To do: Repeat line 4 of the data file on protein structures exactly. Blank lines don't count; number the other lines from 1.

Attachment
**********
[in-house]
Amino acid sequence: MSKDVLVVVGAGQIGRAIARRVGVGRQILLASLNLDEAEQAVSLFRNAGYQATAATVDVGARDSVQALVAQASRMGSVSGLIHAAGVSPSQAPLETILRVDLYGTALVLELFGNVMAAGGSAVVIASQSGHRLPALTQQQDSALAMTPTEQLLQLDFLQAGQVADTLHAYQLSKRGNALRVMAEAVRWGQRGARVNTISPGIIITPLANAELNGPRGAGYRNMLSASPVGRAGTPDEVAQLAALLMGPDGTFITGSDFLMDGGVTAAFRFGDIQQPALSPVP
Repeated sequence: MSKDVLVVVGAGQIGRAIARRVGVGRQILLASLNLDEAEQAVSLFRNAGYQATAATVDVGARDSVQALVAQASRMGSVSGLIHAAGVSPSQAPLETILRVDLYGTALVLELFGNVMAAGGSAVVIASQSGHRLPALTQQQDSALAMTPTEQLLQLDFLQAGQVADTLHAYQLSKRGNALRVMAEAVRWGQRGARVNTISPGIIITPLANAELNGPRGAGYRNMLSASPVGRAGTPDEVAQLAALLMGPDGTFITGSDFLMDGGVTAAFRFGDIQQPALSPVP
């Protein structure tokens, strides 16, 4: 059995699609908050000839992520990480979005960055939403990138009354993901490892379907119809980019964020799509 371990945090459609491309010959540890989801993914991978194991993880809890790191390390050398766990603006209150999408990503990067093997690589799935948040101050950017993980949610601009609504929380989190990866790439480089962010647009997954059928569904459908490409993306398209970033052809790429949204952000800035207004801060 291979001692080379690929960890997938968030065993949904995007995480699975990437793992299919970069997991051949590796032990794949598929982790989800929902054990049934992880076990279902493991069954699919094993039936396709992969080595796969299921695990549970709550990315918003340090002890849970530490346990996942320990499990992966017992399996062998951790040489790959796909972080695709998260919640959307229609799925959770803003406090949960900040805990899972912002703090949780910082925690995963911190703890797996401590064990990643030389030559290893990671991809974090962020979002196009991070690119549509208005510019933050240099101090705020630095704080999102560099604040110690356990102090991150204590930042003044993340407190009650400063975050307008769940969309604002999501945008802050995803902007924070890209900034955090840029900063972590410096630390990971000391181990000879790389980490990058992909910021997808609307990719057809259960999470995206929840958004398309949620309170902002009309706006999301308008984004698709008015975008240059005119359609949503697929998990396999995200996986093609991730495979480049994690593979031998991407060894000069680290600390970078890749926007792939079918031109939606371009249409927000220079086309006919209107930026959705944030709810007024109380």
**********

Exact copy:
């Protein structure tokens, strides 16, 4: 059995699609908050000839992520990480979005960055939403990138009354993901490892379907119809980019964020799509 371990945090459609491309010959540890989801993914991978194991993880809890790191390390050398766990603006209150999408990503990067093997690589799935948040101050950017993980949610601009609504929380989190990866790439480089962010647009997954059928569904459908490409993306398209970033052809790429949204952000800035207004801060 291979001692080379690929960890997938968030065993949904995007995480699975990437793992299919970069997991051949590796032990794949598929982790989800929902054990049934992880076990279902493991069954699919094993039936396709992969080595796969299921695990549970709550990315918003340090002890849970530490346990996942320990499990992966017992399996062998951790040489790959796909972080695709998260919640959307229609799925959770803003406090949960900040805990899972912002703090949780910082925690995963911190703890797996401590064990990643030389030559290893990671991809974090962020979002196009991070690119549509208005510019933050240099101090705020630095704080999102560099604040110690356990102090991150204590930042003044993340407190009650400063975050307008769940969309604002999501945008802050995803902007924070890209900034955090840029900063972590410096630390990971000391181990000879790389980490990058992909910021997808609307990719057809259960999470995206929840958004398309949620309170902002009309706006999301308008984004698709008015975008240059005119359609949503697929998990396999995200996986093609991730495979480049994690593979031998991407060894000069680290600390970078890749926007792939079918031109939606371009249409927000220079086309006919209107930026959705944030709810007024109380």